Imagination will often carry us to worlds that never were. But without it we go nowhere.
If you wish to make an apple pie from scratch, you must first invent the universe.
The fact that some geniuses were laughed at does not imply that all who are laughed at are geniuses. They laughed at Columbus, they laughed at Fulton, they laughed at the Wright brothers. But they also laughed at Bozo the Clown.
Kepler was a brilliant thinker and a lucid writer, but he was a disaster as a classroom teacher. He mumbled. He digressed. He was at times utterly incomprehensible. He drew only a handful of students his first year at Graz; the next year there were none. He was distracted by an incessant interior clamour of associations and speculations vying for his attention. And one pleasant summer afternoon, deep in the interstices of one of his interminable lectures, he was visited by a revelation that was to alter radically the future of astronomy. Perhaps he stopped in mid-sentence. His inattentive students, longing for the end of the day, took little notice, I suspect, of the historic moment.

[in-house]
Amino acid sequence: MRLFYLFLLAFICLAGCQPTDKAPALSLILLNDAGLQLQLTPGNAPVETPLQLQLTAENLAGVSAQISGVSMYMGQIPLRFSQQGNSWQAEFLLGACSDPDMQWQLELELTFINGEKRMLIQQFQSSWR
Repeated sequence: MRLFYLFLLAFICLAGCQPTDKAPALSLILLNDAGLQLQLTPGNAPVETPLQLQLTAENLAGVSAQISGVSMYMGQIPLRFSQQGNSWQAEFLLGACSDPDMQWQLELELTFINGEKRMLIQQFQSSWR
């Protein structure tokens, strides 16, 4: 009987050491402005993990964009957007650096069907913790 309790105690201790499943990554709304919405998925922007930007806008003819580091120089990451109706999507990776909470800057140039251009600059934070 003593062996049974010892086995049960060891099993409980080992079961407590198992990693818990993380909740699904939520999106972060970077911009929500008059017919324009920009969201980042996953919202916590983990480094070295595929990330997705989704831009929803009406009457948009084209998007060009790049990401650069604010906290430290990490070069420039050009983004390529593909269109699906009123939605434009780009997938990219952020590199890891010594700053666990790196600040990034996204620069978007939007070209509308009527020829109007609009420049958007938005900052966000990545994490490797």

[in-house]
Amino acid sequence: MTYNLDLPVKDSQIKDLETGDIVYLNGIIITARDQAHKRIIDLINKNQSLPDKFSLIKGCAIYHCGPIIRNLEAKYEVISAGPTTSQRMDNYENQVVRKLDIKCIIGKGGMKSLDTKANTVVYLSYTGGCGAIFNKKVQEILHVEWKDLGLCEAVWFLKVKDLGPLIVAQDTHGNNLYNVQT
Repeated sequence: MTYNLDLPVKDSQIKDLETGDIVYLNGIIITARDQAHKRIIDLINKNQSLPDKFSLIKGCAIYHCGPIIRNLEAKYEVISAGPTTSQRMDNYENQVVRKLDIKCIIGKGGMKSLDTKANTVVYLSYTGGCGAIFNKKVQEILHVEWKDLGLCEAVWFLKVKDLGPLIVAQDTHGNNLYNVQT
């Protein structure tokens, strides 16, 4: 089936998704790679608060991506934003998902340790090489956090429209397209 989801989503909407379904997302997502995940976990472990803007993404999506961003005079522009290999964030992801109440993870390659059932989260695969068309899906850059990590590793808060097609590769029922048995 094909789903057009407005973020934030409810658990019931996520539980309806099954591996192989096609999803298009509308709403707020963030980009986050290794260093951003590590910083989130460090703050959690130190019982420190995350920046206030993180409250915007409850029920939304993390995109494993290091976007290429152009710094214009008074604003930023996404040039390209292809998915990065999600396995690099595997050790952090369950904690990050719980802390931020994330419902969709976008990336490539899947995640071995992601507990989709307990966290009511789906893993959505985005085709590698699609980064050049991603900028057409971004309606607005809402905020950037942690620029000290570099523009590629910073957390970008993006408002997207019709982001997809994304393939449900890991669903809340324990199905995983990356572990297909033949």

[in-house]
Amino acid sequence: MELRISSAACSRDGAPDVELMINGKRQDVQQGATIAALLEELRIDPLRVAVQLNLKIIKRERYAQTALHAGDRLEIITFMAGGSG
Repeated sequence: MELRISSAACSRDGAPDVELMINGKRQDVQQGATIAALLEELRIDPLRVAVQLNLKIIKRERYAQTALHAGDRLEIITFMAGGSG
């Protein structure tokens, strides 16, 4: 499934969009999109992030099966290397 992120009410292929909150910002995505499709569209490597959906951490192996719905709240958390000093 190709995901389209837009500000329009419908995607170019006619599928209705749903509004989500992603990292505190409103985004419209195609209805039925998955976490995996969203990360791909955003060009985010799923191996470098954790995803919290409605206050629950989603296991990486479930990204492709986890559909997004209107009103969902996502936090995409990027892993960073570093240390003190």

The idea that God is an oversized white male with a flowing beard who sits in the sky and tallies the fall of every sparrow is ludicrous. But if by God one means the set of physical laws that govern the universe, then clearly there is such a God. This God is emotionally unsatisfying… it does not make much sense to pray to the law of gravity.
You know, someone in my position—new inventions, new industries—is always on the thin edge of breaking some law or other. Usually it’s because the old laws haven’t caught up with the new technology. You can spend a lot of your time in litigation. It cuts down your effectiveness.
Anything you don’t understand, Mr. Rankin, you attribute to God. God for you is where you sweep away all the mysteries of the world, all the challenges to our intelligence. You simply turn your mind off and say God did it.
She came to admire him so much that his love for her affected her own self-esteem: She liked herself better because of him.
Every government that prepares for war paints its adversaries as monsters, she said. “They don’t want you thinking of the other side as human. If the enemy can think and feel, you might hesitate to kill them. And killing is very important. Better to see them as monsters.”
…there was something unmistakably attractive about them. They were excellent at what they did and, especially in the discovery process, were utterly absorbed in their work.
If we like them, they’re freedom fighters, she thought. If we don’t like them, they’re terrorists. In the unlikely case we can’t make up our minds, they’re temporarily only guerrillas.
We are like butterflies who flutter for a day and think it is forever.
There are many hypotheses in science which are wrong. That’s perfectly all right; they’re the aperture to finding out what’s right.